Russian Epic 'Stalingrad' Features Mocap and Crowd Sim Created with iPi System

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The Battle of Stalingrad, among the bloodiest and arguably one of the most strategically decisive battles in all of World War II, is vividly brought to life in the film “Stalingrad” with some digital assistance.


The recently released Russian-produced epic film used iPi Soft’s iPi Motion Capturemarkerless motion-capture solution on numerous crowd simulation sequences created by the Moscow-based visual effects studio Main Road|Post. 

Russia’s highest-grossing film ever, “Stalingrad” has brought in nearly $52 million at the box office worldwide (it was released in March in the US exclusively on IMAX screens). An epic look at the battle that turned the tide of World War II, “Stalingrad” tells the story of a band of Russian soldiers determined to hold a strategic building in their devastated city against a ruthless German army, and in the process, become deeply connected to a Russian woman who’s been living there.

Bringing the action to visual life fell to Moscow-based visual effects studio Main Road|Post. Visual effects supervisor Arman Yahin and his crew worked closely with director Fedor Bondarchukon the 230 visual effects shots in “Stalingrad,” many of which were quite lengthy, filling approximately 30 minutes of overall screen time.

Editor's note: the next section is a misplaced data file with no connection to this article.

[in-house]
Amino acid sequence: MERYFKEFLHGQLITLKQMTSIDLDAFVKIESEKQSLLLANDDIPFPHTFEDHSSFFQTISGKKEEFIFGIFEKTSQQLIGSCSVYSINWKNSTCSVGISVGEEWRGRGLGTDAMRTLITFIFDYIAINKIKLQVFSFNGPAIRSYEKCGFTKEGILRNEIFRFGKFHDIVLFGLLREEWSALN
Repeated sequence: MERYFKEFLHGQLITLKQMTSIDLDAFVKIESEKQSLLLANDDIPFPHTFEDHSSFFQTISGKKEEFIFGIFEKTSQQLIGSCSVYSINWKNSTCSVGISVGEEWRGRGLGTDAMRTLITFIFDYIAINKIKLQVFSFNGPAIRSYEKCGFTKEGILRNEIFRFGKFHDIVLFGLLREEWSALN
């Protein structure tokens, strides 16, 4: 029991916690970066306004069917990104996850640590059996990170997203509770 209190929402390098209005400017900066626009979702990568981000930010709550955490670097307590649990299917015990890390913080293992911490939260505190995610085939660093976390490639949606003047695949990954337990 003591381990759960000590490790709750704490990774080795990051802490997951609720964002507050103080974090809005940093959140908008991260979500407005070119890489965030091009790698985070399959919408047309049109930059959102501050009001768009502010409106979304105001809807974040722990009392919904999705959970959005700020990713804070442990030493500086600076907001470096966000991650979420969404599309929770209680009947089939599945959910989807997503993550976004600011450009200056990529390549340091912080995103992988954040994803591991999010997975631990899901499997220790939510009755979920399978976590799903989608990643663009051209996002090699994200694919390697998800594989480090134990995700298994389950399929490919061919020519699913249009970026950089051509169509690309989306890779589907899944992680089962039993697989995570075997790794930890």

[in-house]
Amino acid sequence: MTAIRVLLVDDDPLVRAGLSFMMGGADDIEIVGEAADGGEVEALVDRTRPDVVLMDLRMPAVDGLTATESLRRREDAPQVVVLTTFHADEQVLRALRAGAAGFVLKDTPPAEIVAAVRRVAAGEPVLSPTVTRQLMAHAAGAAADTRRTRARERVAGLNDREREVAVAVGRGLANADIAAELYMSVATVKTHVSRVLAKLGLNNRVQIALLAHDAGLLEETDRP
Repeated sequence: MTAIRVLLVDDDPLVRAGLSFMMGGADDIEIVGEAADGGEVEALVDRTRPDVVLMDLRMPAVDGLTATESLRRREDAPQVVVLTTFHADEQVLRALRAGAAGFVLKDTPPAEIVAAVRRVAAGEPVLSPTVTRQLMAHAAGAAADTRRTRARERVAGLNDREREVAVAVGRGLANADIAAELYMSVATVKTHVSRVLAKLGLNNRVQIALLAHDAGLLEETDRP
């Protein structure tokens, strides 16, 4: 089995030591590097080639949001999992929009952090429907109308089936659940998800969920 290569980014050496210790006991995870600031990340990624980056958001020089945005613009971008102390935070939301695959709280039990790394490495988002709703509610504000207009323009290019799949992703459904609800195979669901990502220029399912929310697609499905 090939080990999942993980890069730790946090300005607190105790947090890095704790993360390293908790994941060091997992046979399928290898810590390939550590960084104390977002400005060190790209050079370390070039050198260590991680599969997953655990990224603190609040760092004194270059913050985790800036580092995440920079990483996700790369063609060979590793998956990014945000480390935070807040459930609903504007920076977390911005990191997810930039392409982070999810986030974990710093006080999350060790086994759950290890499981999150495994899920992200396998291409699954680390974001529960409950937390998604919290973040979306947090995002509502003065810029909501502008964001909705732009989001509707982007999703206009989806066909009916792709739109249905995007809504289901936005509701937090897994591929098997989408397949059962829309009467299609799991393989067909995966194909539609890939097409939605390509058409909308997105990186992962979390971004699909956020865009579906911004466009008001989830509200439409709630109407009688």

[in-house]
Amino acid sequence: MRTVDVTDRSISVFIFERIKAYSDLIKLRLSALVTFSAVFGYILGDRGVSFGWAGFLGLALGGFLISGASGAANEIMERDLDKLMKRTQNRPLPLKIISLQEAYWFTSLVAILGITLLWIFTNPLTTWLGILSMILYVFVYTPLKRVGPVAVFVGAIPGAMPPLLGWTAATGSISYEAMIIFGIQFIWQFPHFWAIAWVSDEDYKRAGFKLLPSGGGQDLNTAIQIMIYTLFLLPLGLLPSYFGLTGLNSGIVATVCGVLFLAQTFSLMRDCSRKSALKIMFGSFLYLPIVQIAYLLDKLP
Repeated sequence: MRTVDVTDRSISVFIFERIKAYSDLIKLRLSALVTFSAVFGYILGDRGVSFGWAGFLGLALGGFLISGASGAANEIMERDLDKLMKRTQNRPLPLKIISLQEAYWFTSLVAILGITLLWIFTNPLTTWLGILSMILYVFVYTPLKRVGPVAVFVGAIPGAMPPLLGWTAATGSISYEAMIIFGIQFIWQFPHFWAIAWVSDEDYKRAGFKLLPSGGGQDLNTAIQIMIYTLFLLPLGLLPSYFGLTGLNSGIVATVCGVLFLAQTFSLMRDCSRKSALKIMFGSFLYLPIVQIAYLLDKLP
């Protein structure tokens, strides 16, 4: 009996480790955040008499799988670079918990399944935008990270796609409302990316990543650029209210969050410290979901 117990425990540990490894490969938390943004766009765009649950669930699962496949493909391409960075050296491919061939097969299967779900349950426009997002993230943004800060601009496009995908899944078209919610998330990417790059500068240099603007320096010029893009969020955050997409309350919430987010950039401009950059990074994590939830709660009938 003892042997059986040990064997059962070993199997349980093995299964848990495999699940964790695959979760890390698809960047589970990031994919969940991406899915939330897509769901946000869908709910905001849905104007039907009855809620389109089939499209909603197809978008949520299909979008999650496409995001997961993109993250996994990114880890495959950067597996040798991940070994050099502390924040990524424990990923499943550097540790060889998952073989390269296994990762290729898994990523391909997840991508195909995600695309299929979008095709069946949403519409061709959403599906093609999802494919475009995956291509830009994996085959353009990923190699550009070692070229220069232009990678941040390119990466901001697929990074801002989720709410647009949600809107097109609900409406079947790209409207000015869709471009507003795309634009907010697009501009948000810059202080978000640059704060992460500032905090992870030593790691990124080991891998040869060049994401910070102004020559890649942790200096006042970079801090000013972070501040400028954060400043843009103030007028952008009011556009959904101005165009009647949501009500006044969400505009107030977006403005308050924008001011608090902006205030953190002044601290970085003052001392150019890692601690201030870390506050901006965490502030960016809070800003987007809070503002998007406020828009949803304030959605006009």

Many software tools were used during the post process, including Maya, Houdini, MARI and Nuke. iPI Motion Capture proved essential for creation of the CG crowd simulation sequences.

“Most of the CG crowd simulation work was done using a combination of motion capture and keyframe animation,” Alexander Lipilin, MainRoad|Post animation supervisor, says. “We used iPi Motion Capture with two Kinect cameras – I put them near my workstation and played out all the movements I needed and immediately transferred them to the soldiers. The setup was fast and the program simple to use. It helped us to quickly react to changes, as well as create good mocap data on the fly.” 

Lipilin notes that there were two specific crowd sequences – one in the beginning in which an oil tank explodes as Soviet soldiers storm the rugged steep bank of the Volga River. The second, a bombing sequence of the house as it is assaulted by German troops, occurred near the end of the film.

“In both cases, using live-action stunts was impossible due to safety risks, so we had to create CG crowds,” Lipilin says. “The crowds themselves weren't that big – between 40 and 100 people – but the complex lie of the ground and various behaviors of the characters required close attention to the quality of animation. We used all our knowledge and technology available to pull this off, and iPi Motion Capture helped us finish the job on time with excellent quality.”

Lipilin adds, “Attempting to do capture motion in a more ‘traditional’ mocap session with greenscreens and sensor suits, in many cases, would have been too expensive, slow, and inefficient.”



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